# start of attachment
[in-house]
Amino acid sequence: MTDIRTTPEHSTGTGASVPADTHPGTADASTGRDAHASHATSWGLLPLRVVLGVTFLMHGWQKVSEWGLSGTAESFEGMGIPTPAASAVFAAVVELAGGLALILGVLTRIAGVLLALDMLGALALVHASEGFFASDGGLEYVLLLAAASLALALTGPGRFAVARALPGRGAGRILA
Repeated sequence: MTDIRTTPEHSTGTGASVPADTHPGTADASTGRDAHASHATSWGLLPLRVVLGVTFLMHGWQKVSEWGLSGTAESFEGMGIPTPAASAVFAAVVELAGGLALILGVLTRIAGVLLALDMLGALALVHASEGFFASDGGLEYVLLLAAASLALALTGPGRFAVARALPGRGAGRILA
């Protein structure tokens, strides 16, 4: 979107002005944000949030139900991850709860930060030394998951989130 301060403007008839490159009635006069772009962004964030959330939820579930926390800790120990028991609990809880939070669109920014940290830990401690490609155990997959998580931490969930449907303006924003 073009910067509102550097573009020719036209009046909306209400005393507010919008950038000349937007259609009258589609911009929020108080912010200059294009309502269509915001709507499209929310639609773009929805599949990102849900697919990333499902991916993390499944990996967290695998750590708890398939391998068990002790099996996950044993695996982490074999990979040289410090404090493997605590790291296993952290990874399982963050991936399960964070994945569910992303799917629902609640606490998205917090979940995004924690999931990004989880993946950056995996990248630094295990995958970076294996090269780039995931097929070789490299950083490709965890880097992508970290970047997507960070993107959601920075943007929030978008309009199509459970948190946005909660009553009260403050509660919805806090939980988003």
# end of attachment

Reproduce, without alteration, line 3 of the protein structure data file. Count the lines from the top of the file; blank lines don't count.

Repeated sequence: MTDIRTTPEHSTGTGASVPADTHPGTADASTGRDAHASHATSWGLLPLRVVLGVTFLMHGWQKVSEWGLSGTAESFEGMGIPTPAASAVFAAVVELAGGLALILGVLTRIAGVLLALDMLGALALVHASEGFFASDGGLEYVLLLAAASLALALTGPGRFAVARALPGRGAGRILA